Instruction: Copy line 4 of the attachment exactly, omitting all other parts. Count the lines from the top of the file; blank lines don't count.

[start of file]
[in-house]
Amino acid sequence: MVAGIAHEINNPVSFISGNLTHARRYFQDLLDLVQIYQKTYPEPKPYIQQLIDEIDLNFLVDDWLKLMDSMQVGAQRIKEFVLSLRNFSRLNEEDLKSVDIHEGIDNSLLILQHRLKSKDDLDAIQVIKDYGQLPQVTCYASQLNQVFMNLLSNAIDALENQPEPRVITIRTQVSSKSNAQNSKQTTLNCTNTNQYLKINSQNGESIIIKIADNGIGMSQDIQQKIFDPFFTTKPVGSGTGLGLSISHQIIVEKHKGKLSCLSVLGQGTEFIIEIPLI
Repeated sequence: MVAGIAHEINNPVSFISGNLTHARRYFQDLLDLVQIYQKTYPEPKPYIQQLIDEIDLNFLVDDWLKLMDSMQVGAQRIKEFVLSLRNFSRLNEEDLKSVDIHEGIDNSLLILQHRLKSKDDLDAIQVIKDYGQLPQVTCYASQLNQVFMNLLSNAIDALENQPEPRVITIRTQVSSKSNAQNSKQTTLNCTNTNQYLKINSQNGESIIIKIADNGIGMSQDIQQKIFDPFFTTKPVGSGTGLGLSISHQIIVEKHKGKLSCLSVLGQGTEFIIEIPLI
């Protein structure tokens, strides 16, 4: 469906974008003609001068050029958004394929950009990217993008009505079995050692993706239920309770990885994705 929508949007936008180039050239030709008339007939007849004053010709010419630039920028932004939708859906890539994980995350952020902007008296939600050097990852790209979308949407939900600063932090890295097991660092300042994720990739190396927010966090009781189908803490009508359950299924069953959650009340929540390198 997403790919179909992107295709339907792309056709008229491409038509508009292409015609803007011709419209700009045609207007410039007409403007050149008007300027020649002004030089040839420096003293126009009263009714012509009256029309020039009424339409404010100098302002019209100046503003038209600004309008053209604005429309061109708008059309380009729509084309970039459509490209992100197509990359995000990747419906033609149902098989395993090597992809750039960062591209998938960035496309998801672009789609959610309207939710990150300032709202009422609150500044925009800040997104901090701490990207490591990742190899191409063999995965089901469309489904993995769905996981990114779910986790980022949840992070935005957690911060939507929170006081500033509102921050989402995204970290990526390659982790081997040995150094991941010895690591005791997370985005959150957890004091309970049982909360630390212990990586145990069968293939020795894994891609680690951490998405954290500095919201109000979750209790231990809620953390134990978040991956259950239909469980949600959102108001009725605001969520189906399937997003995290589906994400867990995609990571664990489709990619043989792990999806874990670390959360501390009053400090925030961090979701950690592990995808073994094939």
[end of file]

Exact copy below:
């Protein structure tokens, strides 16, 4: 469906974008003609001068050029958004394929950009990217993008009505079995050692993706239920309770990885994705 929508949007936008180039050239030709008339007939007849004053010709010419630039920028932004939708859906890539994980995350952020902007008296939600050097990852790209979308949407939900600063932090890295097991660092300042994720990739190396927010966090009781189908803490009508359950299924069953959650009340929540390198 997403790919179909992107295709339907792309056709008229491409038509508009292409015609803007011709419209700009045609207007410039007409403007050149008007300027020649002004030089040839420096003293126009009263009714012509009256029309020039009424339409404010100098302002019209100046503003038209600004309008053209604005429309061109708008059309380009729509084309970039459509490209992100197509990359995000990747419906033609149902098989395993090597992809750039960062591209998938960035496309998801672009789609959610309207939710990150300032709202009422609150500044925009800040997104901090701490990207490591990742190899191409063999995965089901469309489904993995769905996981990114779910986790980022949840992070935005957690911060939507929170006081500033509102921050989402995204970290990526390659982790081997040995150094991941010895690591005791997370985005959150957890004091309970049982909360630390212990990586145990069968293939020795894994891609680690951490998405954290500095919201109000979750209790231990809620953390134990978040991956259950239909469980949600959102108001009725605001969520189906399937997003995290589906994400867990995609990571664990489709990619043989792990999806874990670390959360501390009053400090925030961090979701950690592990995808073994094939």